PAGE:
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Diabetes self-managment – a family affair?

September 4, 2012 in News

Having the support of family and friends can make just about anything a little easier to deal with, but the reverse is also true. Not having that support when you really need it can make things that much more difficult, and a recent study performed by researchers at Vanderbilt University demonstrated just how problematic the lack of support can be for those managing type 2 diabetes.

The study was composed of two parts. The first piece involved 45 adults with type 2 diabetes, who each attended one of a series of focus group sessions regarding barriers and enablers to diabetes management. The researchers also collected survey data from 61 adults with type 2 diabetes, asking information on medication adherence, how much diabetes self-care knowledge their families had, and about diabetes-specific supportive and nonsupportive behaviors of their family members. Information on participants’ recent blood sugar control was gathered from their medical records.

Participants who reported that their family members were knowledgeable about diabetes also perceived that their family members performed more supportive behaviors related to helping them with managing their diabetes. Those participants who felt that their family members performed nonsupportive behaviors were also likely to be less adherent to their diabetes self-management regimen, and were also more likely to have worse glycemic control than their peers.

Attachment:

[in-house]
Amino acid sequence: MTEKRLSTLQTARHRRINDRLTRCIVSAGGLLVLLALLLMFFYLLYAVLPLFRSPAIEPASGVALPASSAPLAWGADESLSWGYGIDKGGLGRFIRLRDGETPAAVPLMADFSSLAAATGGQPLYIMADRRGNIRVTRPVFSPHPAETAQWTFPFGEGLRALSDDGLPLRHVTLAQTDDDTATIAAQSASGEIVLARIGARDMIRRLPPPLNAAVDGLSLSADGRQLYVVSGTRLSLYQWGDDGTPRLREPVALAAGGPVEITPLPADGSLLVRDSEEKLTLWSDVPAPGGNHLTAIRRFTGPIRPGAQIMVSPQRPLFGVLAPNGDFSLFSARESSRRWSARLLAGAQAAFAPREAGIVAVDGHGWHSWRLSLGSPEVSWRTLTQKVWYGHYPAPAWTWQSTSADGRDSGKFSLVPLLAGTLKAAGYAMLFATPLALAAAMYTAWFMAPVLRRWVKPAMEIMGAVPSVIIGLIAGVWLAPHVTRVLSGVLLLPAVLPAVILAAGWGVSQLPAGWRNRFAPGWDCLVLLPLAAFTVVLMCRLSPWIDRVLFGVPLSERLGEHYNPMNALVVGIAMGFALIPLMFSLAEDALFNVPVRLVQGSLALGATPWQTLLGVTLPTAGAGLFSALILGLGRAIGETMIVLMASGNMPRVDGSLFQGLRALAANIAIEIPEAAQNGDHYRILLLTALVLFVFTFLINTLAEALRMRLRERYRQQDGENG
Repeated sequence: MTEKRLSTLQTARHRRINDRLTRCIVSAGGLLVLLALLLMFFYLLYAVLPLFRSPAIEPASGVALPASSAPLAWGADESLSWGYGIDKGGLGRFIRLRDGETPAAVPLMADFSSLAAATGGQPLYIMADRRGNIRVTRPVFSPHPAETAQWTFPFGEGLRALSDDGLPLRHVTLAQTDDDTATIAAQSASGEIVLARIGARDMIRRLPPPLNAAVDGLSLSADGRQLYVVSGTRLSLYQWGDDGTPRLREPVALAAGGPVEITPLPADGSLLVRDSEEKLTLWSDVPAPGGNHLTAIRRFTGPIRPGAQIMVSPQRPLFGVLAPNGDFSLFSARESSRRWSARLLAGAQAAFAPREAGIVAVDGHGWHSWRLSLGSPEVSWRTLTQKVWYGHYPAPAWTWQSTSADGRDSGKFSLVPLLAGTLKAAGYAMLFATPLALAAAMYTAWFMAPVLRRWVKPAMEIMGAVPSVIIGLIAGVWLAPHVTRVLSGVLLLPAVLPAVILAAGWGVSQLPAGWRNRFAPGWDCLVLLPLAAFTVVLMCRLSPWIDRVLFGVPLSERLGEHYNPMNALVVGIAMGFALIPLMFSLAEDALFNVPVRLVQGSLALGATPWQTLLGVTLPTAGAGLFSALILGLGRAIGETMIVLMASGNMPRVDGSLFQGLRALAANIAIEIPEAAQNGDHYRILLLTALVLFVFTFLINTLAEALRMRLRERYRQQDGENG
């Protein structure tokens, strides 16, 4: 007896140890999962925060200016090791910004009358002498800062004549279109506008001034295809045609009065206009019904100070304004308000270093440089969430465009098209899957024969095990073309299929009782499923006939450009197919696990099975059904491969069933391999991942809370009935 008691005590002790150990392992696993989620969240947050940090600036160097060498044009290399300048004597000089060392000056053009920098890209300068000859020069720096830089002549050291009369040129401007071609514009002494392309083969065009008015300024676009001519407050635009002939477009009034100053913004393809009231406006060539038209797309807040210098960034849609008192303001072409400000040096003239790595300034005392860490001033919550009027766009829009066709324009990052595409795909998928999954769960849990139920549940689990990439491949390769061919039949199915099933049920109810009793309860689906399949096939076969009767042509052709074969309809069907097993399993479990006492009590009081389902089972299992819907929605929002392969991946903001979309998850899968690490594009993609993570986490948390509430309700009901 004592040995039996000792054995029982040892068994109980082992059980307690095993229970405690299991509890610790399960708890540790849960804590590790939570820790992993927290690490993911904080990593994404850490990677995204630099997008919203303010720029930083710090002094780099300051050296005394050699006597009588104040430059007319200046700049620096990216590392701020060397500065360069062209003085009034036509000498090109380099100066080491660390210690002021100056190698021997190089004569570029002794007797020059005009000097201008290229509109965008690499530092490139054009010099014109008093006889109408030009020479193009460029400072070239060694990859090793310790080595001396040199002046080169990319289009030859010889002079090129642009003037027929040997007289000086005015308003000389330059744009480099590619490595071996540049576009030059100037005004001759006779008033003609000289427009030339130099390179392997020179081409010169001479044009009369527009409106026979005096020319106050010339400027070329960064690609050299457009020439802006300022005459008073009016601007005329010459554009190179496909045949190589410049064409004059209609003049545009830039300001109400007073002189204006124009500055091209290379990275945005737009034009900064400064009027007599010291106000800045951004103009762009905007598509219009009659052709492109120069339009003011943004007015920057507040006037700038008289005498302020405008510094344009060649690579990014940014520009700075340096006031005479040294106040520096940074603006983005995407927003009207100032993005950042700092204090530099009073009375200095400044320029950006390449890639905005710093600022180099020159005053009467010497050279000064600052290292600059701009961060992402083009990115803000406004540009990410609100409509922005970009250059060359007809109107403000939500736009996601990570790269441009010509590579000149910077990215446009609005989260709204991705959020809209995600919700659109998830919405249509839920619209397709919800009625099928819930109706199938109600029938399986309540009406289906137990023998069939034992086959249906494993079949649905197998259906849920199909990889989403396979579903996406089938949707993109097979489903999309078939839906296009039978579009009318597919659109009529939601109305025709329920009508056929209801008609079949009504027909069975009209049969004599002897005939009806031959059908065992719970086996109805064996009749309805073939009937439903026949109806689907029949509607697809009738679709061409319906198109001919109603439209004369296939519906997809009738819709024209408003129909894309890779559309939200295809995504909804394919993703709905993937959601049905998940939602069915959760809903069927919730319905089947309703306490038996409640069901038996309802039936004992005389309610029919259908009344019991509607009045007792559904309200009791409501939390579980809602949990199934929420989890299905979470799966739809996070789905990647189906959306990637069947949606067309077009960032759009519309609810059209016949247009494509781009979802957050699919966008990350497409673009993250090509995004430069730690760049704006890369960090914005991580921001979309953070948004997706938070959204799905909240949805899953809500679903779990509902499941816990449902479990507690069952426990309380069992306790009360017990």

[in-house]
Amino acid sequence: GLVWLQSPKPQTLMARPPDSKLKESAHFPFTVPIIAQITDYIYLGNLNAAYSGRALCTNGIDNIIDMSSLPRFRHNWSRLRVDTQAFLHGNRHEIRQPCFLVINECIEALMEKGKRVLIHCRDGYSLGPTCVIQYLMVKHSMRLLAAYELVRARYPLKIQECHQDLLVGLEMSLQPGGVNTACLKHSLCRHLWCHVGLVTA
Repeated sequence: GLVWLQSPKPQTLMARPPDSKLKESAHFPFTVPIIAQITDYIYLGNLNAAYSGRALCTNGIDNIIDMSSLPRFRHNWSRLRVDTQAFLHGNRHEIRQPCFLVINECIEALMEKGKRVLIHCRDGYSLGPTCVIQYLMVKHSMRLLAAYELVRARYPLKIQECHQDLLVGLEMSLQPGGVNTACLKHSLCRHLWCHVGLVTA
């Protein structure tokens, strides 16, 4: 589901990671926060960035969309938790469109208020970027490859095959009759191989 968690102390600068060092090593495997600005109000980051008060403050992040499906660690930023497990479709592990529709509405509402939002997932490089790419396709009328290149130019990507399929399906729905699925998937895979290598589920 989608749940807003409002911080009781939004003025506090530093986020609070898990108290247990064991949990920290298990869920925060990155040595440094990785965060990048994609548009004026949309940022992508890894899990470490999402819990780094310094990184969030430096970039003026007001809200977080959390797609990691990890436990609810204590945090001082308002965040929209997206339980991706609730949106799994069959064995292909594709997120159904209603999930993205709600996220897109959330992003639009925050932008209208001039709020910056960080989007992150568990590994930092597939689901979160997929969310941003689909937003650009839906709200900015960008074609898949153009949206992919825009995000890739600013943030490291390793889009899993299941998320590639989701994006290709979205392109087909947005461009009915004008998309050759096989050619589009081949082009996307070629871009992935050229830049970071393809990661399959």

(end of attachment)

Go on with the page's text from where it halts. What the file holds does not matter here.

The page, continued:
In the focus groups, some participants did give examples of family members who were informed about diabetes self-management, but still performed sabotaging or nonsupportive behaviors. Most of the participants emphasized how important it was to them to have family support for and help with the instrumental behaviors of self-management – checking blood sugar as recommended, for example. Nonsupportive behaviors were described by participants as sabotaging their efforts to perform these same behaviors.

Given the relationship observed between lack of family support and both poor glycemic control and reduced adherence to self-management regimens, the authors of the study concluded that future interventions to support diabetes self-care should look beyond the individual. They stated:

Interventions should inform family members about diabetes and enhance their motivation and behavioral skills around not interfering with one’s diabetes self-care efforts.

If you’ve experienced problems with family support, or with social support in general, you are not alone. You can watch our contributors sharing their stories about social support here.

The original news report can be accessed through HealthDay’s Physician’s Briefing. The abstract for the article, which will soon be published in Diabetes Care, can be found at the journal’s website.

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